To become better critical thinkers, students must develop expert thinking skills and become experts at choosing the best skills for the particular situation. These components of critical thinking can be described as maximizing the efficiency and accuracy of one's cognitive and metacognitive skills for successful actions.Cognitive skills refer to strategies used to encode, transform, organize, integrate, categorize, store, and retrieve information. Metacognitive skills refer to the strategies used to monitor and control one's own state of knowledge. (Flavell, 1979; Nelson and Narens, 1990) Metacognitive skills give people the opportunity to gain some awareness of what they are thinking about and how their thinkingprogresses. If students are to exhibit critical-thinking skills, they must learn to decide when specific cognitive skills are relevant (a metacognitive skill) and then successfully apply the cognitive skills to solve problems.
A method to improve cognitive skills is to help students learn about themselves as learners and problem-solvers by recommending effective cognitive skills and providingstudents with experiences to evaluate their cognitive skills (Bransford and Stein, 1993). The critical-thinking topic in this lesson is actually consistent with this method.
Critical-thinking training begins by teaching students a general model of how their minds work so that they can describe their own thinking skills and both students and instructors can refer to similar mental events through acommon vocabulary (Brown, Bransford, Ferrara, and Campione, 1984). The model of the mind is derived from theory and research in cognitive psychology. After students gain some understanding of how people function as cognitive processors (the teaching concepts module), they learn to apply this understanding to help them develop their knowledge and skills in reasoning, problem solving, and decisionmaking. (Bransford and Stein, 1993).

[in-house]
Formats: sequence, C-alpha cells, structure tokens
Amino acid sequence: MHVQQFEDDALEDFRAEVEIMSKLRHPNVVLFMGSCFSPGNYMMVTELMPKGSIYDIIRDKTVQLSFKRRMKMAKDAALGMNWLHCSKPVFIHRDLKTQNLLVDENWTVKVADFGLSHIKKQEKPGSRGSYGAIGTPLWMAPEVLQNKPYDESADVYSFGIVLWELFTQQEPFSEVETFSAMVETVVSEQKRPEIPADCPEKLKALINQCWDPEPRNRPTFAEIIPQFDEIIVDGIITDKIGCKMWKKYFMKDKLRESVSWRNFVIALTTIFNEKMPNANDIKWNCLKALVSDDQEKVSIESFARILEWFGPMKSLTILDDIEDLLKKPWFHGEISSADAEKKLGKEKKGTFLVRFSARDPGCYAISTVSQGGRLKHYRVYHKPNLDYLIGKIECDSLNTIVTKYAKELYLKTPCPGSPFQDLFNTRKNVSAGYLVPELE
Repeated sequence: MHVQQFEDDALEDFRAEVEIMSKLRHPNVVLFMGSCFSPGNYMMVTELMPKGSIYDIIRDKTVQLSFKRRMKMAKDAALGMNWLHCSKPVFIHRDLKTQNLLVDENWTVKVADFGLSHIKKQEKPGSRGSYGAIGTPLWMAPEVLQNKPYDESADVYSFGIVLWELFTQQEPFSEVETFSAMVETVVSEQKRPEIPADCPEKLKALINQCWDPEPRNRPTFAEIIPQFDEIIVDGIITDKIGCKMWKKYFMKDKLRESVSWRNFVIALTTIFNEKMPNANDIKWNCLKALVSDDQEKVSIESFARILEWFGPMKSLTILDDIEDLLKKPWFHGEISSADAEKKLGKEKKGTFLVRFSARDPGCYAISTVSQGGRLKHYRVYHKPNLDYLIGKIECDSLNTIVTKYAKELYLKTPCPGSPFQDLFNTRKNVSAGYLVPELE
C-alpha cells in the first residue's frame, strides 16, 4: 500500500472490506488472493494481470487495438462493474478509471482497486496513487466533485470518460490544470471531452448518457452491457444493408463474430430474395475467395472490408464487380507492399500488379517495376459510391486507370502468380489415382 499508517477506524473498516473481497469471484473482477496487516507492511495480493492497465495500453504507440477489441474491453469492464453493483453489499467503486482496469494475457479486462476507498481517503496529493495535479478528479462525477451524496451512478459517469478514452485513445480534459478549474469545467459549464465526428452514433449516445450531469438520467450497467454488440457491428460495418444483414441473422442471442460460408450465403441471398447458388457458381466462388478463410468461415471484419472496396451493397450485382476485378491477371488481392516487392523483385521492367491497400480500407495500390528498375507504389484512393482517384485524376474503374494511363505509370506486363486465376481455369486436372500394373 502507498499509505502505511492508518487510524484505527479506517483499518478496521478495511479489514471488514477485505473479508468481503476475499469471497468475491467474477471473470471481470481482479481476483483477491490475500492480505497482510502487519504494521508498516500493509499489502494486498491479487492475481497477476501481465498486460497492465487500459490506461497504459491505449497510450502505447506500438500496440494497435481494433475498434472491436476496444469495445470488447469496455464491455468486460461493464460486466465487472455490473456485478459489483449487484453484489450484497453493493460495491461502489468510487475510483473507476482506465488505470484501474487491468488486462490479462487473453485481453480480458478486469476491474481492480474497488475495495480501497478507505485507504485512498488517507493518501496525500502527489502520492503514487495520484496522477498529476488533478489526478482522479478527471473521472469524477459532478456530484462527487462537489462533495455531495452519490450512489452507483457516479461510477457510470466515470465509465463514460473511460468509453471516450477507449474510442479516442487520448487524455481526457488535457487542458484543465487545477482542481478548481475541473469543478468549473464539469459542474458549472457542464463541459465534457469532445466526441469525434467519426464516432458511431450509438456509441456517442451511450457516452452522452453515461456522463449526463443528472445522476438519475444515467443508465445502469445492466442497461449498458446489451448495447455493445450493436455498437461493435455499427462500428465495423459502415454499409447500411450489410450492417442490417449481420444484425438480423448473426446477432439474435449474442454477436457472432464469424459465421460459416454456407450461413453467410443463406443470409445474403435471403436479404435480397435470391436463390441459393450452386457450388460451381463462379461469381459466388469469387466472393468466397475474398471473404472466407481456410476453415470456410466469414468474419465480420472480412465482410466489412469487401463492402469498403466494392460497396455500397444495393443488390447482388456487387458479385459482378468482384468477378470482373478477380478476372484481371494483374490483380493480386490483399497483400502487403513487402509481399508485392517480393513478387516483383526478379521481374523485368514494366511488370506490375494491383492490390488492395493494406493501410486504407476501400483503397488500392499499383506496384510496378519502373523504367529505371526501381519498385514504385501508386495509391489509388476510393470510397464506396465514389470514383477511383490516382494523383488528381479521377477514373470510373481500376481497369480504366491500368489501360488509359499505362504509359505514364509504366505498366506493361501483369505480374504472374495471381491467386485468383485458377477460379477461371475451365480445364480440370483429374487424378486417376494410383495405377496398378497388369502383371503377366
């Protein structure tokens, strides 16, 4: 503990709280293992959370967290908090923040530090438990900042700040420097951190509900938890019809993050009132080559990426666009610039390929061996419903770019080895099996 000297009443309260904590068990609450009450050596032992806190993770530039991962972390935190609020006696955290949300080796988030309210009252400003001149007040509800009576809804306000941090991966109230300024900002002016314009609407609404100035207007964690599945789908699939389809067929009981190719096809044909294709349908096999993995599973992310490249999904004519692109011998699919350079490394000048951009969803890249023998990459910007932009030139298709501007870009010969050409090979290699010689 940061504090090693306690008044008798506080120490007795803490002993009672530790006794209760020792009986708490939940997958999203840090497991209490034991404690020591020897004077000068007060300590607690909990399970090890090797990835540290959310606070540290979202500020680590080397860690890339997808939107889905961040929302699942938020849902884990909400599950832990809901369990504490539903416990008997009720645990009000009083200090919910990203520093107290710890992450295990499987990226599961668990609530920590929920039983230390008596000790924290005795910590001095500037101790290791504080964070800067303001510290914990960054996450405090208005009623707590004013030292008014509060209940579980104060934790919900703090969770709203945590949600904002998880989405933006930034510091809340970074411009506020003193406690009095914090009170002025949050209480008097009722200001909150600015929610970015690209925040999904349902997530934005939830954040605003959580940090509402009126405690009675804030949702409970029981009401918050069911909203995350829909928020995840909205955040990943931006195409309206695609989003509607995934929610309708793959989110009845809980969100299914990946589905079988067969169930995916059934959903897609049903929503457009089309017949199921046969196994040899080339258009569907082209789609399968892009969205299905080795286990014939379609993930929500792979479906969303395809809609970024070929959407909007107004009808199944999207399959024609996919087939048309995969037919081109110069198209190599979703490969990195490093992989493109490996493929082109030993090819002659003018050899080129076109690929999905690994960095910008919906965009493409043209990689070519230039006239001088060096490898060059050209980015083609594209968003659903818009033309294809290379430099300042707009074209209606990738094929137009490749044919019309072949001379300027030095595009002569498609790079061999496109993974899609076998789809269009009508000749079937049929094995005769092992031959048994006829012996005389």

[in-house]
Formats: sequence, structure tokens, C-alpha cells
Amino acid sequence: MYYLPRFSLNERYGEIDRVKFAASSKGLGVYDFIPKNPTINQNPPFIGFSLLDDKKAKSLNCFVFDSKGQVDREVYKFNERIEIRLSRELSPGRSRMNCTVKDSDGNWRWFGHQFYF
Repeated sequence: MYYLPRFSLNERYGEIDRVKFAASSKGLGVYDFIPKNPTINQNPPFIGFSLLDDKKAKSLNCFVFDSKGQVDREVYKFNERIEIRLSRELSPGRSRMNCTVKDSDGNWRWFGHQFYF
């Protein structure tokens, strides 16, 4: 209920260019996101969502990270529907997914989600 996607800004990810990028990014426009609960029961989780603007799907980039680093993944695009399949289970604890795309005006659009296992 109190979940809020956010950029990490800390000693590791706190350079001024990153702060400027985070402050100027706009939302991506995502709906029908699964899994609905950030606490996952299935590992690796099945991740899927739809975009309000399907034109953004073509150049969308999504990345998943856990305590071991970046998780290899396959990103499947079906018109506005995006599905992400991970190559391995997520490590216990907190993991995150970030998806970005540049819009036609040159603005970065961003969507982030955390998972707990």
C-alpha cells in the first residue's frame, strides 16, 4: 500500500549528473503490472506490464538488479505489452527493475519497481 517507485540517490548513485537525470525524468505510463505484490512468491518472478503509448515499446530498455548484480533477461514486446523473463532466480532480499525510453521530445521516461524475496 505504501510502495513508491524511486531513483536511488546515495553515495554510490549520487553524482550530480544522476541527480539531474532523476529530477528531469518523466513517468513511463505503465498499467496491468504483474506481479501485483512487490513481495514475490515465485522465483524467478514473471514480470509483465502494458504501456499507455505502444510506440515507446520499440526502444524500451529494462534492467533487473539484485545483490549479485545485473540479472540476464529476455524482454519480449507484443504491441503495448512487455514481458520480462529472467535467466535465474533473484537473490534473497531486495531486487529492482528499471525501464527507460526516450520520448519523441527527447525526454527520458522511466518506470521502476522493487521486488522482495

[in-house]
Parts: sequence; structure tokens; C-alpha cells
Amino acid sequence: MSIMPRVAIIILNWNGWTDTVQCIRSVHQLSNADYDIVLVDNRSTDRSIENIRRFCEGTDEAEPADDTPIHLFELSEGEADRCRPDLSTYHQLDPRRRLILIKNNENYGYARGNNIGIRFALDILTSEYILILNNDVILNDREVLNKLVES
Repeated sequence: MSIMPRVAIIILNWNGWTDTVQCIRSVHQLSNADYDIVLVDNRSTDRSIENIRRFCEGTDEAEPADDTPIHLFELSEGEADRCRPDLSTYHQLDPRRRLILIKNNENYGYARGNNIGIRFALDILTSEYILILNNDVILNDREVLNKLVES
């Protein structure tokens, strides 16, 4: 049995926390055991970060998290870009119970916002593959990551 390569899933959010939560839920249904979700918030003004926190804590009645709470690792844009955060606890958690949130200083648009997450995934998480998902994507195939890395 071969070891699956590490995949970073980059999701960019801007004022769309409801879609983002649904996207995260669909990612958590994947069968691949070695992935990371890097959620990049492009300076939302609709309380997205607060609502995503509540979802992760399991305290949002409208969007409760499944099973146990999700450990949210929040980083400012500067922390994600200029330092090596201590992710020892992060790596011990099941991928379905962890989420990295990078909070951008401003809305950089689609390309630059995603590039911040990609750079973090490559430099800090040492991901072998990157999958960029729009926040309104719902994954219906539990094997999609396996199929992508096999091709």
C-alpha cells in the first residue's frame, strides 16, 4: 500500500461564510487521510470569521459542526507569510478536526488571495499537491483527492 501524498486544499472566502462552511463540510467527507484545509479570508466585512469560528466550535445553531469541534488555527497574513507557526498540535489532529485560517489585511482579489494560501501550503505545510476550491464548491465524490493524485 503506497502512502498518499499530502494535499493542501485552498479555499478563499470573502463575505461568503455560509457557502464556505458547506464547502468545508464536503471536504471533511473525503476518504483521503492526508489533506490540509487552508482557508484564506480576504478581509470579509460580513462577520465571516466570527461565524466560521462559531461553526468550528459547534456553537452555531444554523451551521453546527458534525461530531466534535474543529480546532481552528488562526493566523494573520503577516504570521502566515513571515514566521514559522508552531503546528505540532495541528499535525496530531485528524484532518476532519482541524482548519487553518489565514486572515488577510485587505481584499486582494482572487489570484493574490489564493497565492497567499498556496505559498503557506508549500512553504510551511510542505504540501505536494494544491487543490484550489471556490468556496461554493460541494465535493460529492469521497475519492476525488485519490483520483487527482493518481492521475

Problem solving on the other hand, as part of critical thinking, is another learning skill of a person, like probabilistic reasoning, and decision making, with problem solving providing a framework for understanding decision making and application of reasoning.
This lesson will explain effective strategies, the macro- and micro-abilities of cognitive strategiesin developing critical thinking and problem-solving strategies. Effective Strategies
There are a number of effective strategies. This lesson will attempt to explain them all.
The first effective strategy is “thinking independently.” According to Chance (1986) critical thinking is independent thinking, thinking for oneself. It is believed that it is acquired at an early age, when we have a strongtendency to form beliefs for irrational reasons. Critical thinkers use critical skills and insights to reveal and reject beliefs that are irrational. Independent thinkers strive to incorporate all known relevant knowledge and insight into their thoughts and behavior. They strive to determine for themselves when information is relevant, when to apply a concept, or when to make use of a skill. Theyare self-monitoring: they catch their own mistakes; they don't need to be told what to do every step of the way.
Next is the development of insight into egocentricity or socio-centricity. Egocentricity means confusing what we see and think with reality. When under the influence of egocentricity, we think that the way we see things is exactly the way things are. Egocentricity manifests itself asan inability or unwillingness to consider others' points of view, a refusal to accept ideas or facts that would prevent us from getting what we want. The development of children's awareness of their egocentric and socio-centric patterns of thought is a crucial part of education in critical thinking. This development will be modest at first but can grow considerably over time.
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